Top Emirati officials are talking up their diplomatic efforts in Yemen as the United Nations looks to cut a peace deal and Congress adds new restrictions on US support for the Gulf-led war.
In a letter sent to congressional leaders in June and reviewed by Al-Monitor, UAE Ambassador to the United States Yousef al-Otaiba wrote that the Saudi-led Arab force fighting in Yemen is giving the Iran-backed Houthi rebels “the greatest possible opportunity” for a peaceful withdrawal from the strategic port of Hodeidah.
Otaiba also emphasized that the Saudi-led coalition had stockpiled enough food to feed 6 million Yemenis for a month if the port, which is the thoroughfare for three-quarters of humanitarian aid entering the country, is disabled. The letter was sent to Senate Minority Leader Chuck Schumer, D-N.Y., Senate Foreign Relations Chairman Bob Corker, R-Tenn., and 15 other offices, including a handful of House Democrats who have criticized US refueling of Saudi and Emirati jets in the air war against the Houthis.
US lawmakers remain skeptical.
On July 23, the armed services panels in the House and Senate released joint defense legislation that draws attention to Emirati actions when reviewing US participation in the war in Yemen. The conference report specifically demands that the Pentagon tell Congress whether US or Arab coalition forces violated federal law or Pentagon policy, while another provision restricts US refueling for the Yemen campaign unless the UAE and Saudi Arabia demonstrate efforts to support UN-backed peace talks, resolve the growing humanitarian crisis and cut down on civilian deaths.
A Senate armed services committee staffer told Al-Monitor that lawmakers extended the certification requirement to the UAE based on an assessment that the Gulf country will play a major role in eventually resolving the Yemen conflict.
Publicly, Otaiba and Reem al-Hashimy, the UAE’s minister for international cooperation, are getting behind UN Yemen envoy Martin Griffiths as he tries to get Saudi, Emirati and Houthi signatures on a 17-point plan to bring peace to the war-torn country.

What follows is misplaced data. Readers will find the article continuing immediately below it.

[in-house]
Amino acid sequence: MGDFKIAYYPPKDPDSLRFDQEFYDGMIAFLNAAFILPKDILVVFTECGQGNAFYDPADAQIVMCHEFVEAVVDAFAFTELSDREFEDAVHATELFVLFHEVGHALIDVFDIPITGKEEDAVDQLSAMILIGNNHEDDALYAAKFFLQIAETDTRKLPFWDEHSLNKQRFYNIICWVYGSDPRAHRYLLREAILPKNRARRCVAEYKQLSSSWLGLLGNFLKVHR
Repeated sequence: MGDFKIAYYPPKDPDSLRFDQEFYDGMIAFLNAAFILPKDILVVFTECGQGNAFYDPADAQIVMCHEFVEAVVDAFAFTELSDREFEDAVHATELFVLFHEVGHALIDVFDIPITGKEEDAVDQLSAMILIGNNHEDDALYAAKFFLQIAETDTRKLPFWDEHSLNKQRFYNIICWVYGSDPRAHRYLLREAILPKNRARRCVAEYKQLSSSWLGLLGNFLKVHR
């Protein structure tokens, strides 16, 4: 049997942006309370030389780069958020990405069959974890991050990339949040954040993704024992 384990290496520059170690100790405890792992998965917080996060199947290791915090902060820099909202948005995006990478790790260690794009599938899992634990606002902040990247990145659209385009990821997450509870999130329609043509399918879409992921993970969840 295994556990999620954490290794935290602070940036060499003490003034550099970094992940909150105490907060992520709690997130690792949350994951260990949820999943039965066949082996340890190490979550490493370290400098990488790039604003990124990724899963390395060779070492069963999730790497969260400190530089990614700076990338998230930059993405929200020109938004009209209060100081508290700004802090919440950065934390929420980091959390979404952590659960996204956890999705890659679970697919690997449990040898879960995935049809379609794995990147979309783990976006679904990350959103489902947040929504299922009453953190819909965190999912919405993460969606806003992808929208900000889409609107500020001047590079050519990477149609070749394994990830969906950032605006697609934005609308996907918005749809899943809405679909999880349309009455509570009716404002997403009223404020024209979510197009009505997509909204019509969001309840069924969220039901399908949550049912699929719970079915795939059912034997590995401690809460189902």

“They have wanted for two years to see a political process restarted,” Barbara Leaf, a former US ambassador to the UAE, told Al-Monitor. “That’s the way they’d see their goals truly achieved, not on the battlefield.”
That process appeared to move forward July 23, when the Yemeni Embassy in Washington tweeted that exiled President Abed Rabbo Mansour Hadi had accepted Griffiths' deal in principle. But despite giving the peace process a public boost, sources familiar with Otaiba’s talks with House and Senate leaders over the past week say the Emirati powerbroker is concealing an iron fist within his velvet glove.
After the Donald Trump administration gave the Emiratis a “yellow light” to proceed with the Hodeidah operation without US help last month, two sources told Al-Monitor that Otaiba voiced an expectation that the Pentagon would provide support if military operations resume.
The June letter to lawmakers reiterates the UAE’s spurned request for minesweepers that would be needed to resume normal flows of goods to Hodeidah, or to launch an amphibious assault into the city. Otaiba also asked the United States to condemn Houthi use of improvised explosive devices, land and sea mines, and sniper nests in crowded civilian areas. Otaiba and Hashimy also met with Deputy Assistant Secretary of State Tim Lenderking, a top US policymaker on Gulf affairs, a State Department official told Al-Monitor.